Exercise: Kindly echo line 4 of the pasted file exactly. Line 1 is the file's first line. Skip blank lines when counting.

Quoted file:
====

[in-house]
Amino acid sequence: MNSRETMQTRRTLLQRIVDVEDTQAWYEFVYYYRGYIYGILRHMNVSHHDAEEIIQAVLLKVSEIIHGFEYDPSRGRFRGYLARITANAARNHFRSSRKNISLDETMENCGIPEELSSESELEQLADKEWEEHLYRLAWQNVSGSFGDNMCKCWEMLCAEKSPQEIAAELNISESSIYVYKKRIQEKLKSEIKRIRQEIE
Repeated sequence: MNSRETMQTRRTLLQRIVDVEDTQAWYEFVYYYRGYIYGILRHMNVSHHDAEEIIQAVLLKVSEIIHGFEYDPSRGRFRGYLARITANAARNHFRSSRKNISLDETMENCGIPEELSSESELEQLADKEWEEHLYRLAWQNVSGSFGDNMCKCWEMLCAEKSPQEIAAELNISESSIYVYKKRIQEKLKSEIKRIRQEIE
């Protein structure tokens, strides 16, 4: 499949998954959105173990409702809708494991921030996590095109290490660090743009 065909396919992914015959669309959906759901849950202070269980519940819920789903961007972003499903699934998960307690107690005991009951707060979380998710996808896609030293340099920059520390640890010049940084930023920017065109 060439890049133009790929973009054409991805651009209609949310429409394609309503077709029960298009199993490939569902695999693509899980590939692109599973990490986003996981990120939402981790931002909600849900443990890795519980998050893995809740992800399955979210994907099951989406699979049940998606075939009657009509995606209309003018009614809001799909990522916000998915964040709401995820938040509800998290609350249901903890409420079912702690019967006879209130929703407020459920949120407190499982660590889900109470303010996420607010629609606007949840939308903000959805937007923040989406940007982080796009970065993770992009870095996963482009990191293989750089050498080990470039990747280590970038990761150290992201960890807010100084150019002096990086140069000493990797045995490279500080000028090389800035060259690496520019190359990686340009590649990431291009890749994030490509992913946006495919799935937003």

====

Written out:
């Protein structure tokens, strides 16, 4: 499949998954959105173990409702809708494991921030996590095109290490660090743009 065909396919992914015959669309959906759901849950202070269980519940819920789903961007972003499903699934998960307690107690005991009951707060979380998710996808896609030293340099920059520390640890010049940084930023920017065109 060439890049133009790929973009054409991805651009209609949310429409394609309503077709029960298009199993490939569902695999693509899980590939692109599973990490986003996981990120939402981790931002909600849900443990890795519980998050893995809740992800399955979210994907099951989406699979049940998606075939009657009509995606209309003018009614809001799909990522916000998915964040709401995820938040509800998290609350249901903890409420079912702690019967006879209130929703407020459920949120407190499982660590889900109470303010996420607010629609606007949840939308903000959805937007923040989406940007982080796009970065993770992009870095996963482009990191293989750089050498080990470039990747280590970038990761150290992201960890807010100084150019002096990086140069000493990797045995490279500080000028090389800035060259690496520019190359990686340009590649990431291009890749994030490509992913946006495919799935937003």